About the author

Dr Edward de Bono has written thirty-two books some of which have been translated into twenty-four languages including Russian, Japanese, Chinese, Korean, Arabic, Hebrew, Urdu, Bahasa, etc. He has been invited to lecture in forty-five different countries and has a world-wide reputation as the leading authority in both creative thinking and the direct teaching of thinking skills. He is the originator of the term ‘lateral thinking’ which now has an entry in the Oxford dictionary.

Dr de Bono was a Rhodes Scholar at Oxford and has held faculty appointments at the universities of Oxford, Cambridge, London and Harvard.

Dr de Bono’s original background was in medicine where he investigated the complex inter-active systems of the body, and in psychology. His work with computers made him particularly interested in the thinking that computers could not do: the perceptual and creative aspects of thinking and methods for improving human thinking. His main contribution has been to work upwards from the behaviour of self-organizing systems to devise simple methods for improving human thinking: for example the word ‘po’ and the deliberate provocative techniques of lateral thinking.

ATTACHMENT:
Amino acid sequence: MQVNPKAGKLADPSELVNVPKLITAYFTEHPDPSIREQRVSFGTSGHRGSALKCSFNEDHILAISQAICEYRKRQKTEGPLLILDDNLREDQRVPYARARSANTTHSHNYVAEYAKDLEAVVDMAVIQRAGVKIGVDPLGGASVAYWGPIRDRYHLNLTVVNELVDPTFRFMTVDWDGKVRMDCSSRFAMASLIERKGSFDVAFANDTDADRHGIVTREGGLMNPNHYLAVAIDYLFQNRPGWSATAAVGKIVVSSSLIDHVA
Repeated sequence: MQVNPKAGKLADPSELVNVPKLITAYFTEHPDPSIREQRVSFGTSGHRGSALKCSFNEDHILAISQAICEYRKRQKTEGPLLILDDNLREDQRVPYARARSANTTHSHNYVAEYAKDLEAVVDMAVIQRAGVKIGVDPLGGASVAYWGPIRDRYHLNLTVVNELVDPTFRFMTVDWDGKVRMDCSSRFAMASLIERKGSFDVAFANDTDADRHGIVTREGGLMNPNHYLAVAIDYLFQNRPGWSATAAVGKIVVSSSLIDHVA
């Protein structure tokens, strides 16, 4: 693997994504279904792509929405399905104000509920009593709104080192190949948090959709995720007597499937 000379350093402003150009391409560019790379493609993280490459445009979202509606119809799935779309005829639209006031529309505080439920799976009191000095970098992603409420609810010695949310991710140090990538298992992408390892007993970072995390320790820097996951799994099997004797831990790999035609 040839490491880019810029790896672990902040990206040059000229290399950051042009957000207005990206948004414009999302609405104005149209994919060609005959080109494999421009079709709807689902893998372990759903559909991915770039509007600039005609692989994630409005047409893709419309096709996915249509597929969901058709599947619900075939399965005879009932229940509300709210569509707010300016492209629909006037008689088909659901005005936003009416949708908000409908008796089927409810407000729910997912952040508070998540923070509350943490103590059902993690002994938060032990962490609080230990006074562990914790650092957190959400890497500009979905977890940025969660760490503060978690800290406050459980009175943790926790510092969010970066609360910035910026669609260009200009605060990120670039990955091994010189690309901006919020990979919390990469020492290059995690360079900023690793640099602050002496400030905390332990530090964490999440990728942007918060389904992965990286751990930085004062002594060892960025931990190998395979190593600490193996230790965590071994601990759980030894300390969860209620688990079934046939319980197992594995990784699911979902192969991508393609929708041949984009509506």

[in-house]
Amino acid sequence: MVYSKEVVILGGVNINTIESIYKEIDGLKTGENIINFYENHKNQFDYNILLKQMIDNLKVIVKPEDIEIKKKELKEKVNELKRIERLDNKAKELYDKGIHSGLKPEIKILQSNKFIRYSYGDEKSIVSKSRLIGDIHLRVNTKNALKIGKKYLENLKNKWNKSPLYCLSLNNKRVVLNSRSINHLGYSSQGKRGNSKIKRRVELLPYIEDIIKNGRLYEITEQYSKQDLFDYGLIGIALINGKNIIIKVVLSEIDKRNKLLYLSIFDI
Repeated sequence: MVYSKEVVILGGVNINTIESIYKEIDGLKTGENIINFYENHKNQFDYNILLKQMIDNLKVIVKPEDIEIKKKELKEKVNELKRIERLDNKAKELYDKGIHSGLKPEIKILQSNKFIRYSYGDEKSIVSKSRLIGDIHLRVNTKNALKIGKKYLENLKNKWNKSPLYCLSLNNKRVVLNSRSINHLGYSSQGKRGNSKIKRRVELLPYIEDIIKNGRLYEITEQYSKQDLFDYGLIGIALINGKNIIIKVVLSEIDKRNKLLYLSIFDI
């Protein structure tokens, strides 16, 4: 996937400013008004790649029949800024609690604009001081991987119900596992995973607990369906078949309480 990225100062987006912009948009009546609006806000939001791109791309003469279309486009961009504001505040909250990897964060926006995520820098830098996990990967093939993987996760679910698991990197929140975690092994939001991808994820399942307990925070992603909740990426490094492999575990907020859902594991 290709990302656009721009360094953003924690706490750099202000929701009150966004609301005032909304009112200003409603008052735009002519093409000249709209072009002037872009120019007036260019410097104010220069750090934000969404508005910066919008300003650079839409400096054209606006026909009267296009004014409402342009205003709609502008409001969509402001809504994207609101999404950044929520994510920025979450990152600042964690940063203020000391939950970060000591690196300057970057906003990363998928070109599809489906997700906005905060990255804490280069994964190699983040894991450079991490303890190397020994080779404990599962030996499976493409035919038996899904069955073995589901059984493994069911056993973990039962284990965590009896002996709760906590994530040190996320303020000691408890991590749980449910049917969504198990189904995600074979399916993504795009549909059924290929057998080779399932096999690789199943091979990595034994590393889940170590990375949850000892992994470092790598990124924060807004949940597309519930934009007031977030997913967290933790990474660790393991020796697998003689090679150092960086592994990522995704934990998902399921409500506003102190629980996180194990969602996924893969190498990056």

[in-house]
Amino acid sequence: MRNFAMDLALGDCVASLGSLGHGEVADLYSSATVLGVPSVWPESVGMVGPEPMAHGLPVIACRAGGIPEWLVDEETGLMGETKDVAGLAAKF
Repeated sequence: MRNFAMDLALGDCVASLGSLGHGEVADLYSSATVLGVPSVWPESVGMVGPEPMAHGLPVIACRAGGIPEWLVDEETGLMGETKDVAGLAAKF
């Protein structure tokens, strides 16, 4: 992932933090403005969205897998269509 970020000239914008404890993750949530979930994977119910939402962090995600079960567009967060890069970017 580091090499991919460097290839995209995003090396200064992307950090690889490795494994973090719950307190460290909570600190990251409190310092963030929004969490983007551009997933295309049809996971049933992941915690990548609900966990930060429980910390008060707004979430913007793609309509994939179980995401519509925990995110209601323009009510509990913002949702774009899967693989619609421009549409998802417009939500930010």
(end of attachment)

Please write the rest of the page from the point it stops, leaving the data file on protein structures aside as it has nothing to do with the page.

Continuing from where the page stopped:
Dr de Bono’s course for the direct teaching of thinking in schools (CoRT) is now in use with millions of school-children around the world. Some countries have made it compulsory in every school. His instruction in thinking has also been sought by governments and by the world’s largest corporations such as Exxon, NTT (Japan), IBM, Du Pont. His ‘six hat’ method is now very widely used in businesses as elsewhere.

The key features of the thinking of Dr de Bono are constructive, creative and positive. Dr de Bono also focuses on the perception side of thinking which is the most important part outside technical areas. It is these concerns that force him to challenge traditional thinking with its double emphasis on critical negativity and logic. As a result his ideas often upset some of the more old-fashioned thinkers.

Although the background may be complex, Dr de Bono seeks to design methods and habits that are very simple, very practical and easy to use. That is why his work has spread so widely.

Dr de Bono has also made three TV series which have been shown to millions of viewers.

Author’s note

Why bother? This is a sensible phrase to cover a sensible strategy. Go your own way. Do your own thing. Carve out a little niche in the complex world and then be happy and content in that niche. Being worried about the rest of the world is too futile and too difficult a task. Let those who are motivated to change the world work on that task.  The world will always last long enough to see out your lifetime.